May 2009 
Money Money Money - If I had a little money!

If you ever saw the movie Mamma Mia, or if you are old enough to appreciate the music of Abba, or if you are just interested in a brief diversion from your work day, then this might appeal to you:

YouTube.com - Money, Money, Money!

Money is important to just about all of us.  As the song says, "All the things I could do, If I had a little money!"  To those of us in business, that means "I need more revenue" or "I need to reduce my costs" or "I need to spend my time more efficiently." 

So if our "needs" are so clear, why don't we take action to meet them? In some cases, we ignore the facts that are right in front of us. In some cases, we might not have the experience to figure out solutions.  In some cases, we think that things will just improve on their own.  Well, unless you plan on winning big in Vegas, things won't get better on their own.  You need to make it happen!

Companies are so complex.  There are so many components involved in making a business run well.  That means then that there are many many areas in which to make improvements.  As an HR professional, I believe that properly managing non-wage-related employment costs opens up a HUGE opportunity for saving money. How?  Here is a whole list . . . [CLICK HERE].

Advantage Employment simplifies the complex task of employing people.  Our knowledge and expertise keep you operating the way you should be.  Our attention to detail insures that your employees feel well taken care of.  Our organizational ability keeps our prices down, which means more "Money money money" in your pocket!
Sandra Teague, SPHR
Advantage Employment, Inc.
Taxing Employee Health Benefits?

Under current law, the cost of health benefits are exempt from taxes for both employees and employers.  New legislation, however, may change that.  According to the White House Office of Management and Budget, the federal government will lose $174 billion in tax receipts in 2009 due to this exclusion.  That dollar figure is driving proposals to change the rules.

There are a number of changes being batted about, and it is unclear what the end result will be.  A few items being discussed are:

1.  Employers' contributions would not be taxed. Instead, the cost of an employee's health care would be added to total compensation and subject to federal, state and Social Security taxes.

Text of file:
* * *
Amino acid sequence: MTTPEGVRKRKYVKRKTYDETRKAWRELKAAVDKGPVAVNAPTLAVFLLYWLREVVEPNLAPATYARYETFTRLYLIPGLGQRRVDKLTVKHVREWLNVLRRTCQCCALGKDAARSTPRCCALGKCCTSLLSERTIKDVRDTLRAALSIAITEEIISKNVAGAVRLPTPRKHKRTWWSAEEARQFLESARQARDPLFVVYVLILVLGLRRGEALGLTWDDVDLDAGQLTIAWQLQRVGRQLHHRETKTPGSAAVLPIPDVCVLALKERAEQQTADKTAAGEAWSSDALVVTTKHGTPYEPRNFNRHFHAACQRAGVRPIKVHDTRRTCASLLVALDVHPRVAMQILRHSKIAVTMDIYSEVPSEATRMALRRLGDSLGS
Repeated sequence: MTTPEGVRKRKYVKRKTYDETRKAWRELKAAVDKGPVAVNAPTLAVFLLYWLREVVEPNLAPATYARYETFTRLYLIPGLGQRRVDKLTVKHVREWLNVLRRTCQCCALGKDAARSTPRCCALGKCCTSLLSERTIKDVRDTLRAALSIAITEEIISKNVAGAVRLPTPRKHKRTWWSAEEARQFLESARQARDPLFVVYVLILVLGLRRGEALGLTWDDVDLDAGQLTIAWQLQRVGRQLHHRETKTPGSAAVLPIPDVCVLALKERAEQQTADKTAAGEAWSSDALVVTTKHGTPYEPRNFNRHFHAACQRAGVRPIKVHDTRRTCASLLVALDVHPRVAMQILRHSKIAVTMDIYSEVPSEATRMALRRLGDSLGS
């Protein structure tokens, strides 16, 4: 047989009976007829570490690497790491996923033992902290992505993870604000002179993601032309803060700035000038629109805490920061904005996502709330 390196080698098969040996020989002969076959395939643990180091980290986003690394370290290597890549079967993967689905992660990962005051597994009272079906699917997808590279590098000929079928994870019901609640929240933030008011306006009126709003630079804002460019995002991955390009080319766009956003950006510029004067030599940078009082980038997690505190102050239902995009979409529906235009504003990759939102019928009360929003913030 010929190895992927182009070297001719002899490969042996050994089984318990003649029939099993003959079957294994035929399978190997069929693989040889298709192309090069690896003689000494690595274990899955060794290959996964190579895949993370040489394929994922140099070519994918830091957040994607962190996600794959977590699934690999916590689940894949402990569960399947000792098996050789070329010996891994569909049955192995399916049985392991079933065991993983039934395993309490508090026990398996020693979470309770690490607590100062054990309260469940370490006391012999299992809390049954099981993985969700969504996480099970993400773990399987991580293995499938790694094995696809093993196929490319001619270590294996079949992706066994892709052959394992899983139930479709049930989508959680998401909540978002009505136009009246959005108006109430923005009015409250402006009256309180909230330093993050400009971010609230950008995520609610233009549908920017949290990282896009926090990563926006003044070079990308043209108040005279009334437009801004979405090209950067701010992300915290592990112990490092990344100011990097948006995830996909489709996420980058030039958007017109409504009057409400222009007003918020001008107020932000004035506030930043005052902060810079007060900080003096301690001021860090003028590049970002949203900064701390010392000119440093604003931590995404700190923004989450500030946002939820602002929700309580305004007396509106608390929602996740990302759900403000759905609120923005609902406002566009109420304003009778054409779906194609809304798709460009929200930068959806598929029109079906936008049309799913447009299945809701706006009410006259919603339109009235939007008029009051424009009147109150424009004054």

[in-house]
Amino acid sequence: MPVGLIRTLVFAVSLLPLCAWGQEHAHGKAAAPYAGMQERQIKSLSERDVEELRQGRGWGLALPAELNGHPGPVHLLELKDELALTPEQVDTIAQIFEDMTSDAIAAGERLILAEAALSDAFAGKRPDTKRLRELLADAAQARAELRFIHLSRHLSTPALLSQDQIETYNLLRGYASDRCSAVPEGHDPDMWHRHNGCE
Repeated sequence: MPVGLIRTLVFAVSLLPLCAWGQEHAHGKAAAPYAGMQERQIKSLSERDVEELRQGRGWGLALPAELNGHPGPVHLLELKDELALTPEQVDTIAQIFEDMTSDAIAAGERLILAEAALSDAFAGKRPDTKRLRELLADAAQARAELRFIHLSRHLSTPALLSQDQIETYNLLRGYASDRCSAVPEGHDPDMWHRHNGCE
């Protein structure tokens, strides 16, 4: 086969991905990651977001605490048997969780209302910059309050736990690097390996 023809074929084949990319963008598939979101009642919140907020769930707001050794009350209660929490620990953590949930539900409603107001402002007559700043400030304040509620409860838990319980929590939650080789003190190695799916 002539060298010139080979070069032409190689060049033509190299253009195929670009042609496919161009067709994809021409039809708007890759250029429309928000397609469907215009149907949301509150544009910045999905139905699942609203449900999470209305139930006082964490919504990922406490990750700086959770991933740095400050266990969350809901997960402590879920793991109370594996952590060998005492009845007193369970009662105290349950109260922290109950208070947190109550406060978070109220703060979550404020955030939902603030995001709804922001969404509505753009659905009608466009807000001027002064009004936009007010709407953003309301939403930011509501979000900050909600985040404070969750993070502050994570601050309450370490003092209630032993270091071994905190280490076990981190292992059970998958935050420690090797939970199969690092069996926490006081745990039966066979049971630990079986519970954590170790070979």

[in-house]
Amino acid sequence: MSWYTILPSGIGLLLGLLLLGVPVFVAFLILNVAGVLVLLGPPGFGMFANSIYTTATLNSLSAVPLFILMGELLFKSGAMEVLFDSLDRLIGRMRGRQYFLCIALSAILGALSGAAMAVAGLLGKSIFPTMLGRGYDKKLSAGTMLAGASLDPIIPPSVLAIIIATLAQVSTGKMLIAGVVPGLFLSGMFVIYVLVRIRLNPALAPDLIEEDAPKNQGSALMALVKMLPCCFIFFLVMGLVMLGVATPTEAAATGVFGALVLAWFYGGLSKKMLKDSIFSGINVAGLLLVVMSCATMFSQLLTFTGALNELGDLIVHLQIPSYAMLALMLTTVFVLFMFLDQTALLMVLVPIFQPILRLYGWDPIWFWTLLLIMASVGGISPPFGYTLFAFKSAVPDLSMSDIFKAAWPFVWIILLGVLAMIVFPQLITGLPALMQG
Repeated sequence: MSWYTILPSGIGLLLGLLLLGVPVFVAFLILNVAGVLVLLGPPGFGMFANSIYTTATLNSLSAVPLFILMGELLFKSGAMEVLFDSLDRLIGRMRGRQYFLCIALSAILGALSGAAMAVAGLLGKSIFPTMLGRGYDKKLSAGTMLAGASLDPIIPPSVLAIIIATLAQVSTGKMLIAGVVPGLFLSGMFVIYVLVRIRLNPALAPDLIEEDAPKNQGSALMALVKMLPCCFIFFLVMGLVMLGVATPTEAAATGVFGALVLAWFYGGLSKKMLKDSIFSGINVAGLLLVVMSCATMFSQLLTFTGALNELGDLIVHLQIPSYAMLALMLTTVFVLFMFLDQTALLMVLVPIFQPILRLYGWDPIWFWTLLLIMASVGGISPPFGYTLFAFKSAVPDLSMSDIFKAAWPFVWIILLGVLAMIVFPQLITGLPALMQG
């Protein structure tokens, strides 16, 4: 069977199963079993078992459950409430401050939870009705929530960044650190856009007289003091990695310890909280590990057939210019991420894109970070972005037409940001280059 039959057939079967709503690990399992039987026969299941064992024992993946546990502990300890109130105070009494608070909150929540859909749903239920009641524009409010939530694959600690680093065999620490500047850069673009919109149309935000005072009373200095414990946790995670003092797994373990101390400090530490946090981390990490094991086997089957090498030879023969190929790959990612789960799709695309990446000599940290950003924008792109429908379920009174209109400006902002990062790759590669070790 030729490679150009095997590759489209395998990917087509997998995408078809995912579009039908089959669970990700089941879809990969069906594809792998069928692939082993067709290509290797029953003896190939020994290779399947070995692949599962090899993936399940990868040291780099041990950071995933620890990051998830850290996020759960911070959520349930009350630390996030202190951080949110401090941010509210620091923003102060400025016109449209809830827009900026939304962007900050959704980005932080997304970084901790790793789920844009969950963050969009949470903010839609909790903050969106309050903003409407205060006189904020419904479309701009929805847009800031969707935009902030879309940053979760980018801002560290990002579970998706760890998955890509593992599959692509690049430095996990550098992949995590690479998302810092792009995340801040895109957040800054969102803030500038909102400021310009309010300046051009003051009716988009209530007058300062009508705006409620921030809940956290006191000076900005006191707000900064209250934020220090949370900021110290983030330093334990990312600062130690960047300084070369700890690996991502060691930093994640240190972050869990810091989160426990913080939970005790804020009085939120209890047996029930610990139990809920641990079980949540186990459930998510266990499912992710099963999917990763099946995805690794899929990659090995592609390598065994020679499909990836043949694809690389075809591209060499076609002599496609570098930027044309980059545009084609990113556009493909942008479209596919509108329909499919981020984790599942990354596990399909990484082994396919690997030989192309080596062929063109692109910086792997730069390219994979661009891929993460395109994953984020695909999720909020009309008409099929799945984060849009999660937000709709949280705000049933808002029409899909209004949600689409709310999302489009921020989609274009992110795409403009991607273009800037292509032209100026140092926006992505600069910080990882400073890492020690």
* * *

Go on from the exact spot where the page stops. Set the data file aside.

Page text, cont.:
2.  Eliminate the tax exclusion to employees and also provide a tax credit to individuals who buy insurance on their own.

3. Eliminate the tax exclusion only for people at a certain income level.

4. Eliminate the tax exclusion on benefits that exceed a certain dollar amount. 

"The Whole idea of limiting the tax exclusion will be one of the most highly contested elements of health care reform", says James Klein, president of the American Benefits Council.  According to Workforce Management.com, no concrete details are expected until the spring when the legislation is set to go before the Senate committees on health care and finance.

For further information, please e-mail Sandra Teague.
The Cost of Workers' Comp Fraud
Bag of MoneyInsurance rates are based on past experience.  That's why controlling the cost of each and every Workers' comp claim is critical to controlling overall insurance rates, which in turn are applied to each and every payroll dollar that you spend.  Safety programs can reduce accident rates, but injuries may still occur.  When they do, managing the case properly can help minimize the expense, prevent exaggerated claims, and even eliminate fraud completely.
According to Workforce.com:

"Training, communication and documentation are key.  Employees should be trained in how to report accidents, and handbooks should reinforce the training with a detailed process. 

Smart employers know the red flags, including Monday-morning accidents, no witnesses, or employees returning to work with an injury that happened on a previous day.  Completing an injury report as soon as possible helps claims adjusters understand the incident better and can help identify inconsistencies.

Another critical component is to clearly communicate a return-to-work program, experts say. Bringing an employee back even in a limited capacity helps mitigate the cost of lost time and lowers the potential for increased workers' compensation premiums and other expenses."

To discuss how Advantage Employment can manage your workers comp claims, please e-mail Sandra Teague.
SaveHow Advantage Employment Saves your Company Money:
  • Eliminate the internal cost of an HR administrator and outsource those duties for less.
  • Stop allocating high level executive time to handle sensitive or confidential HR issues. Focus on your business instead.
  • Stop paying an outside payroll provider steep rates for minimal do-it-yourself service.
  • Don't lose a protestable unemployment claim. Each person who gets unemployment benefits who shouldn't can cost your company $4K to $6K in increased taxes each year.
  • Don't let workers comp claims malinger. Improper case management and lack of a return-to-work plan will increase the cost of the claim and increase your mod.
  • Reduce your exposure to dangerous lawsuits by enlisting the help of HR professionals. Show your employees that policies are sound, and prevent trouble makers from taking advantage of a loosely run organization.
  • Reduce turnover in your staff by maximizing their understanding and utilization of the employee benefits that you already provide to them.
  • Increase employee loyalty by providing them a resource to solve any employment question or problem.
Things You Should Know
Taxing Employee Health Benefits?
The Cost of Workers' Comp Fraud
Contact Us
Advantage Employment, Inc.
205 E. Butterfield Road, #445
Elmhurst, IL 60126
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